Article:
Lectotype and paralectotypes (Onchidium pallidipes). Myanmar • lectotype, 15/12 mm, designated here; Moulmein, Tenasserim [now Mawlamyine, Tanintharyi]; USNM 127328. • 1 paralectotype, 12/9 mm; same collection data as for the lectotype; ZMH 27467/1. • 1 paralectotype, 10/5 mm; same collection data as for the lectotype; ZMB/Moll 47190. The lectotype is poorly-preserved but its dorsal notum bears some faint traces of what could have been dorsal papillae similar to those found in Onchidium; its copulatory apparatus and its digestive system are drawn for the present study (Fig. 12B, C). One paralectotype is completely destroyed (ZMB/Moll 47190): it likely dried and it cannot be identified. The other paralectotype is an immature specimen with no male or female reproductive system (ZMH 27467/1), but its intestinal loops are exactly identical to those of the lectotype. Labels of the three type specimens indicate Moulmein as locality. All three type specimens seem to be from the same locality according to the original description (Tapparone-Canefri 1889: 330), and are preserved in three different museum collections.

Figure 12. 

Name-bearing types of Onchidium multinotatum and Onchidium pallidipes A digestive system, type III with a transitional loop at 2 o’clock (based on marks left by the intestine in the digestive gland), dorsal view, holotype, O. multinotatum (ZMB/Moll 240117) B digestive system, type III with a transitional loop at 2 o’clock, dorsal view, lectotype, O. pallidipes (NMNH 127328) C anterior, male, copulatory parts, lectotype, O. pallidipes (NMNH 127328). Abbreviations: ag accessory penial gland, dd deferent duct, ddg dorsal lobe of digestive gland, i intestine, pdg posterior lobe of the digestive gland, ps penial sheath, rg rectal gland, rm penial retractor muscle, st stomach, v vestibule. Scale bars: 3 mm (A, B), 2 mm (C).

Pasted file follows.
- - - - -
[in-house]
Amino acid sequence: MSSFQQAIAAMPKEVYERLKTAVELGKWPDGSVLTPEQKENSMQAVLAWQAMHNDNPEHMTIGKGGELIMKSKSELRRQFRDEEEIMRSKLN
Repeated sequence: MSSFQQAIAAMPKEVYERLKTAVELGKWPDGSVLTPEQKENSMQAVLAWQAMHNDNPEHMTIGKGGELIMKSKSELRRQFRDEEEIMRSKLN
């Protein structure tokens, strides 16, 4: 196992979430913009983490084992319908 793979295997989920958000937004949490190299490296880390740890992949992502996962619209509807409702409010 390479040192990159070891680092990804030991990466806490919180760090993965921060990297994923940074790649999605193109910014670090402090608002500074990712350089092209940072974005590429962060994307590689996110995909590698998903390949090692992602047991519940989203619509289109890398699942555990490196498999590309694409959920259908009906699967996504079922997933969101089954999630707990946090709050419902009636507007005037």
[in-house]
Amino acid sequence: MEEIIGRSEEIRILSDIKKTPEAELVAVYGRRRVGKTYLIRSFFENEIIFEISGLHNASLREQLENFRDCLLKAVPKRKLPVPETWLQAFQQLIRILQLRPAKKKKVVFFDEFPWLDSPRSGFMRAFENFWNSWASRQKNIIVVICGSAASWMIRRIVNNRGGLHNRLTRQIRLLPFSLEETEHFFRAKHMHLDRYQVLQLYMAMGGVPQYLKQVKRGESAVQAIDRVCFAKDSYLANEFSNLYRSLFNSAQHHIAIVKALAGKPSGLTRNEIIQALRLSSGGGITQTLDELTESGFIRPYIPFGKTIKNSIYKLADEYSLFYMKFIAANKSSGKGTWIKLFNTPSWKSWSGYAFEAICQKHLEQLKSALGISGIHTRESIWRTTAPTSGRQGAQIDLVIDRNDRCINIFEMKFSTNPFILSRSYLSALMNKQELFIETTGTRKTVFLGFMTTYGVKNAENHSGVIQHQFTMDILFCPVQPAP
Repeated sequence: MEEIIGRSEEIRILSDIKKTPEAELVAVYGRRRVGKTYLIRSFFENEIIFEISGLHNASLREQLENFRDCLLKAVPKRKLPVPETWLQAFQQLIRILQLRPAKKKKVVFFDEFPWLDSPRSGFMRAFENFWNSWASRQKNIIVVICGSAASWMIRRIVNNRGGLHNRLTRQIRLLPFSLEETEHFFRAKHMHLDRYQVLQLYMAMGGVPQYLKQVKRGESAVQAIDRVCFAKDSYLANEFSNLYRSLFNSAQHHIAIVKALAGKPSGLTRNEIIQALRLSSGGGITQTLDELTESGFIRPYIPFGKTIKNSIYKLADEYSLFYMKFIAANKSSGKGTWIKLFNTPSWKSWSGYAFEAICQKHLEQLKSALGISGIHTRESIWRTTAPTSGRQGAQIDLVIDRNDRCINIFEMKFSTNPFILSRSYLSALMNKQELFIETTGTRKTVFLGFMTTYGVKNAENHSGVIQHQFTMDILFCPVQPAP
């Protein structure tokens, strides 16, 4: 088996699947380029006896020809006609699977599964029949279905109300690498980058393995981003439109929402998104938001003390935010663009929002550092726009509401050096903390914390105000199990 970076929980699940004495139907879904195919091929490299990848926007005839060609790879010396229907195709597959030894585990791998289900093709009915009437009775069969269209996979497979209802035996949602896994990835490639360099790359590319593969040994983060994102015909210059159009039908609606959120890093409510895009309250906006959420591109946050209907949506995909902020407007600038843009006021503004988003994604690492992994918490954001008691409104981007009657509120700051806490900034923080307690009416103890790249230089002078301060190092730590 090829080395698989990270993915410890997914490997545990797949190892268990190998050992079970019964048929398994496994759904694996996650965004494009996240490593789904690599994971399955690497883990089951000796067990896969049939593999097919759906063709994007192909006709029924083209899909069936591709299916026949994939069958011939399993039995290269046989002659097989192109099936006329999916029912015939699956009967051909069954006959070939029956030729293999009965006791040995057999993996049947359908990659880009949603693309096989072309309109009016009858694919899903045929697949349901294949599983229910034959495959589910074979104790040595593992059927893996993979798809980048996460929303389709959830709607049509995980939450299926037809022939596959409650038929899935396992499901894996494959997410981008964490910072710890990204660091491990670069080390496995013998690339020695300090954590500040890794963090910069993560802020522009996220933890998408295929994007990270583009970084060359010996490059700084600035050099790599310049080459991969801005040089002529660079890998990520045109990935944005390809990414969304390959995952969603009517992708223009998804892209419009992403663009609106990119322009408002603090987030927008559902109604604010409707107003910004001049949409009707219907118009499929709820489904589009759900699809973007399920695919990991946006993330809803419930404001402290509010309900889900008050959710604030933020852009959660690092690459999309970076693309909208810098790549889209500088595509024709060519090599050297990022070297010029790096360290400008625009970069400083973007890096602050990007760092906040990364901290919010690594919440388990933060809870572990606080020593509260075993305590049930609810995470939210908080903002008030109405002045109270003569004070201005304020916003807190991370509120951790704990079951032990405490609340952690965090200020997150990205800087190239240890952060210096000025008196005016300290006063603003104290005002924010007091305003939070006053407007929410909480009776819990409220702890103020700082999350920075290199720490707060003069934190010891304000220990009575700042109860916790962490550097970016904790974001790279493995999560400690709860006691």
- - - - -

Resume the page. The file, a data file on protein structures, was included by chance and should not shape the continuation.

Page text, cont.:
Holotype (Onchidium nigrum). Borneo • holotype, 40/30 mm, by monotypy; unidentified area on the island of Borneo; ZMB/Moll 22749. For detailed information, see Dayrat et al. (2016: 23).

Syntypes (Labbella ajuthiae). Thailand • 3 syntypes 20/17 mm, 20/15 mm, and 20/14 mm; Chao Phraya River, Ayutthaya Province; brackish waters; MNHN-IM-2000-22965. For detailed information, see Dayrat et al. (2016: 23).

Additional material examined

Indonesia – Sumatra • 1 specimen 23/14 mm [1775]; Dumai; 01°42.838'N, 101°23.286'E; 9 Oct 2012; M Khalil and field party leg.; st 74, mangrove forest just behind abandoned buildings, high intertidal, with many Thalassina mounds and small creeks; UMIZ 00003.

Distribution